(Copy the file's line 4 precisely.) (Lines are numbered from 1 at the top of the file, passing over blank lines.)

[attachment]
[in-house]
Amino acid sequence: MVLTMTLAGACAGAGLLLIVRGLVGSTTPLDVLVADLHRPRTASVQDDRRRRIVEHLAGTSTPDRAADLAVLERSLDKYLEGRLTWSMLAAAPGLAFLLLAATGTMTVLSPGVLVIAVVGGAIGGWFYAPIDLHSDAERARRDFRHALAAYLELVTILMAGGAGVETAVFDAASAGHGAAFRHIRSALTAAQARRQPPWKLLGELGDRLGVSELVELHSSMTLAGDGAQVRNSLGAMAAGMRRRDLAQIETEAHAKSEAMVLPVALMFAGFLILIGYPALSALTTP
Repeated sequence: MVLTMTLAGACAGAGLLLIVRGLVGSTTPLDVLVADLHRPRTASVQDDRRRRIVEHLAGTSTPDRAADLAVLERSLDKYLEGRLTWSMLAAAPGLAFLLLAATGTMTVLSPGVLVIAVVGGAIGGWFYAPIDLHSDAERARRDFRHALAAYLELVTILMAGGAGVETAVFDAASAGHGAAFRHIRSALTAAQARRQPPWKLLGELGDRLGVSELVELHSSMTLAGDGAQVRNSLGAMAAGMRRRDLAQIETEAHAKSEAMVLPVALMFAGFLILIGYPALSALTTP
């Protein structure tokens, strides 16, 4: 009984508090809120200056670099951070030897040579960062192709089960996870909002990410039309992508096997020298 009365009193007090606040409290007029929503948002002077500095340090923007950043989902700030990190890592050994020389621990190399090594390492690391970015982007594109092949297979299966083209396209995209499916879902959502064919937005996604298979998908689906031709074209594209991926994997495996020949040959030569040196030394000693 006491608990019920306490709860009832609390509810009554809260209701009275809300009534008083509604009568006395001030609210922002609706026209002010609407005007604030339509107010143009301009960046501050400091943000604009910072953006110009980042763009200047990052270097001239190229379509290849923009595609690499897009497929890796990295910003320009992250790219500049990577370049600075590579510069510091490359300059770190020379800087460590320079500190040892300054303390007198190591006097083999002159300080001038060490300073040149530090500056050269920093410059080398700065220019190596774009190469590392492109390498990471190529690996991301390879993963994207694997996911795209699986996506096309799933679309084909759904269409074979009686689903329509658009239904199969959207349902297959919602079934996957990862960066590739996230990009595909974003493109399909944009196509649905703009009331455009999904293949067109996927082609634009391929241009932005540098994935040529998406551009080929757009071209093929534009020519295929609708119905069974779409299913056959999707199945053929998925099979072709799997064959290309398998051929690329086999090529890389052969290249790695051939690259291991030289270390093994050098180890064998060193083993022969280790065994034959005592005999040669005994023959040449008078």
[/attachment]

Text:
């Protein structure tokens, strides 16, 4: 009984508090809120200056670099951070030897040579960062192709089960996870909002990410039309992508096997020298 009365009193007090606040409290007029929503948002002077500095340090923007950043989902700030990190890592050994020389621990190399090594390492690391970015982007594109092949297979299966083209396209995209499916879902959502064919937005996604298979998908689906031709074209594209991926994997495996020949040959030569040196030394000693 006491608990019920306490709860009832609390509810009554809260209701009275809300009534008083509604009568006395001030609210922002609706026209002010609407005007604030339509107010143009301009960046501050400091943000604009910072953006110009980042763009200047990052270097001239190229379509290849923009595609690499897009497929890796990295910003320009992250790219500049990577370049600075590579510069510091490359300059770190020379800087460590320079500190040892300054303390007198190591006097083999002159300080001038060490300073040149530090500056050269920093410059080398700065220019190596774009190469590392492109390498990471190529690996991301390879993963994207694997996911795209699986996506096309799933679309084909759904269409074979009686689903329509658009239904199969959207349902297959919602079934996957990862960066590739996230990009595909974003493109399909944009196509649905703009009331455009999904293949067109996927082609634009391929241009932005540098994935040529998406551009080929757009071209093929534009020519295929609708119905069974779409299913056959999707199945053929998925099979072709799997064959290309398998051929690329086999090529890389052969290249790695051939690259291991030289270390093994050098180890064998060193083993022969280790065994034959005592005999040669005994023959040449008078």